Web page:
LinkedIn Alternatives, Google Sheets, Password Managers, More: Sunday ResearchBuzz, March 17, 2019


Search Engine Journal: 13 Awesome Professional Networking Alternatives to LinkedIn. “I tend to use LinkedIn as a virtual Rolodex and I try to connect with all of the individuals that I work with, so that I always have an updated means of contacting them. However, like any social network, LinkedIn has weaknesses.”

How-To Geek: The Best Google Sheets Add-Ons . “Google Sheets add-ons work similarly to browser extensions. They are third-party apps you install to Sheets to gain additional features. Some add-ons increase productivity, and some add more extensive capabilities. Here’s how to get started.”

MakeUseOf: The Best Password Managers for Every Occasion. “Everyone should attempt to store their passwords securely. Along with two-factor authentication, it’s one of the best practices for locking down your precious online accounts. But which password manager is right for you? Today we’ll try to answer that question.” There are some additional suggestions in the comments.


Hyperallergic: Collaging with the Rijksmuseum’s Entire Collection at Your Fingertips. “When museums open the archives, some artists go to work.” Can I say that this is a large cartoon / comic strip without it being pejorative?

Poynter: Is expert crowdsourcing the solution to health misinformation?. “When announced it was shutting down in December, it went mostly unnoticed. Almost nobody tweeted about the closure of the outlet, which had been debunking bogus health claims for 13 years. An email to the IFCN listserv highlighting HealthNewsReview’s demise got no responses. And the move went uncovered by most major media outlets.”

ReadMe (Sri Lanka): The Population Registry is an ambitious goal of the e-Government. “According to Ajith Perera – the recently appointed Minister of Digital Infrastructure and Information Technology, there are ‘ambitious’ plans to bring the Government together under an e-Government. As per the minister, the first step towards this would be to create a population registry of all Sri Lankan citizens. Dubbed the “Mother of all databases”, this would contain all the information about the population of Sri Lanka. The database would be available for all Government ministries to share data. Of course this does present a massive security risk.”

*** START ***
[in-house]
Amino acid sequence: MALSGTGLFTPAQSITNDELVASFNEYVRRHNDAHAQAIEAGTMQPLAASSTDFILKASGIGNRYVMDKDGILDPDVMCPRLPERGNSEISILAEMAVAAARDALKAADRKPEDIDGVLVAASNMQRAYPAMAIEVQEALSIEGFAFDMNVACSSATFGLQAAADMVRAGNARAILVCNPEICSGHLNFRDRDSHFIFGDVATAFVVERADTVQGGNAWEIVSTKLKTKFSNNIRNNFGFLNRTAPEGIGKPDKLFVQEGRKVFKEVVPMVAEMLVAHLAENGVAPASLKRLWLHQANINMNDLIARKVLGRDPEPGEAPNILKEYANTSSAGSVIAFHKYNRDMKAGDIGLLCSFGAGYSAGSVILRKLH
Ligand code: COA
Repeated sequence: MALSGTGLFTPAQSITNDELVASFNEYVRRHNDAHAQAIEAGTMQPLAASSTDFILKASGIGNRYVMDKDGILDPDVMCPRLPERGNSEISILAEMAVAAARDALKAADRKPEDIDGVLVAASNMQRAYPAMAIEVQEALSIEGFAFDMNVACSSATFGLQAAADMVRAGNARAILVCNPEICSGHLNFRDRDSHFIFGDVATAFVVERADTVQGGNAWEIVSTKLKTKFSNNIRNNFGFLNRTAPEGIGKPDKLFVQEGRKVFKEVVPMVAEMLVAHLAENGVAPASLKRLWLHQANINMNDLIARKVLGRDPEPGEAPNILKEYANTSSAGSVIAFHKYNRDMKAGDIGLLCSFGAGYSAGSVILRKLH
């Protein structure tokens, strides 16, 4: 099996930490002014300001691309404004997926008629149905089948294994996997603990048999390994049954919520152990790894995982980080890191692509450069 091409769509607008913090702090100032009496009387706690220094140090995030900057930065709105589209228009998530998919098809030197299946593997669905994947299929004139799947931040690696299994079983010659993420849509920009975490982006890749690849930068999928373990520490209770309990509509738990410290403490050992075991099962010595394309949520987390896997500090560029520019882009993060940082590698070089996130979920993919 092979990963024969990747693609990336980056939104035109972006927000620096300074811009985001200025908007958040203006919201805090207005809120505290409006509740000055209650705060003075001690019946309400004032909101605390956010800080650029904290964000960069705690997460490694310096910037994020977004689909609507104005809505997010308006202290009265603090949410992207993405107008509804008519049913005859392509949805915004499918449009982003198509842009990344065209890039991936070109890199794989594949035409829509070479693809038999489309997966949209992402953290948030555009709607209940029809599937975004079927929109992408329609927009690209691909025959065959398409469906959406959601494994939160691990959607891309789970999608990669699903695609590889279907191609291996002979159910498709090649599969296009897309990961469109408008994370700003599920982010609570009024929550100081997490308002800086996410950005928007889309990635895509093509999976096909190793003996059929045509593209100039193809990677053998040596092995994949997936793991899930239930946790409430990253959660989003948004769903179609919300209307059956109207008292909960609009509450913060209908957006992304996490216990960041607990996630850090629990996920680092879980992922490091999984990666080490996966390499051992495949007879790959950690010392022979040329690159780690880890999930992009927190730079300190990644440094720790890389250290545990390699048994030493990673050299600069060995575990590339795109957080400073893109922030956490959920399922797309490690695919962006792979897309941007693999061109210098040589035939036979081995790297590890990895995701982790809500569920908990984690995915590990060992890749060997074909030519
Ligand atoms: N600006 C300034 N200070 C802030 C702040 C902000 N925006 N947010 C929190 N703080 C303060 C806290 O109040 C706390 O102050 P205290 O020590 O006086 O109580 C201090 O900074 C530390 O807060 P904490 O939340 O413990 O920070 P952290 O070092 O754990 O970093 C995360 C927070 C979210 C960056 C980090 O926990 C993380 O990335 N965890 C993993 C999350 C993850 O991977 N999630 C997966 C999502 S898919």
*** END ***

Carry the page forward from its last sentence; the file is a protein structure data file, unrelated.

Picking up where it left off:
Schneier on Security : Judging Facebook’s Privacy Shift. “There is ample reason to question Zuckerberg’s pronouncement: The company has made — and broken — many privacy promises over the years. And if you read his 3,000-word post carefully, Zuckerberg says nothing about changing Facebook’s surveillance capitalism business model. All the post discusses is making private chats more central to the company, which seems to be a play for increased market dominance and to counter the Chinese company WeChat. In security and privacy, the devil is always in the details — and Zuckerberg’s post provides none. But we’ll take him at his word and try to fill in some of the details here. What follows is a list of changes we should expect if Facebook is serious about changing its business model and improving user privacy.”

TechCrunch: ICE has a huge license plate database targeting immigrants, documents reveal. “Newly released documents reveal Immigration and Customs Enforcement is tracking and targeting immigrants through a massive license plate reader database supplied with data from local police departments — in some cases violating sanctuary laws.”

New Scientist: Home DNA-testing firm will let users block FBI access to their data. “One of the biggest home DNA-testing companies seems to have bowed to a backlash over its decision to allow the FBI access to its database, by announcing a new way for customers to stop law-enforcement agencies accessing their data.”

ABC 12: MSP database contains millions of photos of Michigan residents. “You might expect the police to have access to your driver’s license photo, but what about your social media photos as well? It’s called the Statewide Network of Agency Photos or Snap. Michigan State Police’s database of photos. Millions of them, possibly of you, me and a whole lot of other people in the state of Michigan. Photos you had no idea law enforcement had access to.”


The Polytechnic: Sending the right Snapchat is a science. “Though it seemed meticulous, maybe even a little insane, every detail mattered. The setting, timing, stickers, filters—they all carry their own weight, and we’ve learned to recognize the message each detail sends. We’ve created our own science: ‘Snapchat psychology.’ Practiced by millennials across the nation, ‘Snapchat psychology’ is our form of poetry.” Great writing here.

Wired: China Is Catching Up To The Us In AI Research—fast. “AT THE WORLD’S top computer-vision conference last June, Google and Apple sponsored an academic contest that challenged algorithms to make sense of images from twin cameras collected under varied conditions, such as sunny and poor weather. Artificial intelligence software proficient at that task could help the US tech giants with money-making projects such as autonomous cars or augmented reality. But the winner was an institution with very different interests and allegiances: China’s National University of Defense Technology, a top military academy of the People’s Liberation Army.” Good morning, Internet…

Do you like ResearchBuzz? Does it help you out? Please consider supporting it on Patreon. Not interested in commitment? Perhaps you’d buy me an iced tea. I love your comments, I love your site suggestions, and I love you. Feel free to comment on the blog, or @ResearchBuzz on Twitter. Thanks!

Categories: morningbuzz

Leave a Reply